Writing About Writing: I Hear Voices
By Michael S. Katz
Bernard Cornwell is one of my favorite writers. He specializes in historical fiction, and his Richard Sharpe series is what turned me into a fan of the genre. Recently he has been writing a series set in the early tenth century, known as The Saxon Tales. The lead character, Uhtred, was born in England but taken and raised by Vikings, then later in life is forced to fight against them in a campaign to unite England.
All of these novels are told in first person narrative. In the eighth book in the series, The Empty Throne, Cornwell mixes things up: at the beginning of the book, the narrator is Uhtred’s son. I was pleasantly surprised by this, as it opened up a whole new world, allowing us to see things through the eyes of a different character. The narrative soon enough switches back to Uhtred, however; and although I like the main character I found myself hoping that the son’s voice would return at some point. It is not a convention I see very often.
Some authors may change the point of view from book to book, but not chapter to chapter. And most commonly, when the latter is done (such as in a book with multiple main characters), the overarching “voice” is that of a toneless, omniscient narrator who simply describes what is happening. We don’t get too far into the inner workings of each character’s mind, only their surface thoughts and feelings: Character A does this and thinks that, then Character B does this and thinks that, then Character A does this and thinks that, etc. In my opinion, delving deeper into the minds of multiple characters is something that is difficult to pull off.
Author Dianne K. Salerni does it, and does it quite well. She writes a series of fantasy novels about a magical eighth day of the week; the first book is titled (appropriately enough) The Eighth Day. The book is written in third person narrative, yet there are two distinct “voices” that take turns throughout the book: that of the main character, Jax, and that of Evangeline, a magical being trapped in the eighth day. Interestingly, chapters told from Evangeline’s point of view are set in a completely different font from the rest of the book. Furthermore, Evangeline is not privy to much of what exists in “the real world”, so even though all narrative is in the third person, we see how her knowledge is limited by being born and raised in a world outside our own.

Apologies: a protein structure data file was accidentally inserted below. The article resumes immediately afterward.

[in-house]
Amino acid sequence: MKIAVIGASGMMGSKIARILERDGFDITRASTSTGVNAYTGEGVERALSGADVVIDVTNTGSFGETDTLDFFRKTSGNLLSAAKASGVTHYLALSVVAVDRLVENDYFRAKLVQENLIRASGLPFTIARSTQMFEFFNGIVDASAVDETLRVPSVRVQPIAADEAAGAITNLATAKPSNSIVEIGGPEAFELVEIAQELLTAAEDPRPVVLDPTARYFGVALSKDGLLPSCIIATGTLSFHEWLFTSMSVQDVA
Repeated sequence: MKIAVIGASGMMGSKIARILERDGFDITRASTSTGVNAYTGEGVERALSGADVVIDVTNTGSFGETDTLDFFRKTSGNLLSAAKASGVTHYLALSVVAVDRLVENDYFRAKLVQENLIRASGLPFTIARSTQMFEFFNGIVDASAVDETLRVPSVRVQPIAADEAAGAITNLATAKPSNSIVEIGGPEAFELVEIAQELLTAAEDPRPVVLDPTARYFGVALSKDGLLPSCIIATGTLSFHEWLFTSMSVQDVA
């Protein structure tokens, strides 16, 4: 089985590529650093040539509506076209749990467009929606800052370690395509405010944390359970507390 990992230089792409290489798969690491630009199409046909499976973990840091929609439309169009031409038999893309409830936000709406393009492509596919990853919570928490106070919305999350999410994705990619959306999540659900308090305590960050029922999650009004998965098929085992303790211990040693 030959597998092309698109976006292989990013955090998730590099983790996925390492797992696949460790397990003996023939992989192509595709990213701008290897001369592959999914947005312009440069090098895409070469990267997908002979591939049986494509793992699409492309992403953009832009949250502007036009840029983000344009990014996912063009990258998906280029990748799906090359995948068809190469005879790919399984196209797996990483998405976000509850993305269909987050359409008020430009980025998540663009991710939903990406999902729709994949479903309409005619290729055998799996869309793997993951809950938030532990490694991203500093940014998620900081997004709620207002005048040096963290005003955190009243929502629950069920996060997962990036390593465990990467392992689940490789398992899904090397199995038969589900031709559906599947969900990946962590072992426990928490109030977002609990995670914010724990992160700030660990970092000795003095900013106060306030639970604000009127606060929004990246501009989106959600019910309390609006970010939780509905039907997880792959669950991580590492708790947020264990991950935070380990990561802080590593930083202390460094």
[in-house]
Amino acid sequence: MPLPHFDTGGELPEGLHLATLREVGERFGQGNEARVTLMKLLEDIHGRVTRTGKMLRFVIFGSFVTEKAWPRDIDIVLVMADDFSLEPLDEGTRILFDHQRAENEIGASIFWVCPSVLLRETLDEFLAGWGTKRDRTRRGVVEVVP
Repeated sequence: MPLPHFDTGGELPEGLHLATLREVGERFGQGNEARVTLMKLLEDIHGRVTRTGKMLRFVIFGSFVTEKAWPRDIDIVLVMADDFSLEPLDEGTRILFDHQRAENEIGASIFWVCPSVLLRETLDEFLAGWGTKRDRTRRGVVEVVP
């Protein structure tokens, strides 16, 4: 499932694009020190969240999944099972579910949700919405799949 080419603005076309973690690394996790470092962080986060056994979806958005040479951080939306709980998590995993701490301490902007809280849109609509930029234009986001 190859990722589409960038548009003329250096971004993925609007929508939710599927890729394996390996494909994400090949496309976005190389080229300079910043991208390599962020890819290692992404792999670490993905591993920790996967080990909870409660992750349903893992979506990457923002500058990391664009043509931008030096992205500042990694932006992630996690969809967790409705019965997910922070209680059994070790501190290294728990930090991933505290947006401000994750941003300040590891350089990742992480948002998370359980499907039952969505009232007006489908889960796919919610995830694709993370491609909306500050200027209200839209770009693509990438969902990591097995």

The second book in the series, The Inquisitor’s Mark, again tells the tale from two points of view. This time, however, the protagonist’s point of view is offset by that of a new character: his cousin, Dorian. Again, the chapters that identify with Dorian are set in a different font from the rest of the book, and the information in those chapters is limited to what Dorian would know (as opposed to what only Jax would know). The author, Dianne Salerni, does a nice job of keeping the two characters separate. Even when they often interact within the book, chapters that are told from different points of view are rigidly enforced.
These are just a couple examples based on books I had recently read. I hope that Dianne Salerni is honored to be compared to Bernard Cornwell. I know I would be.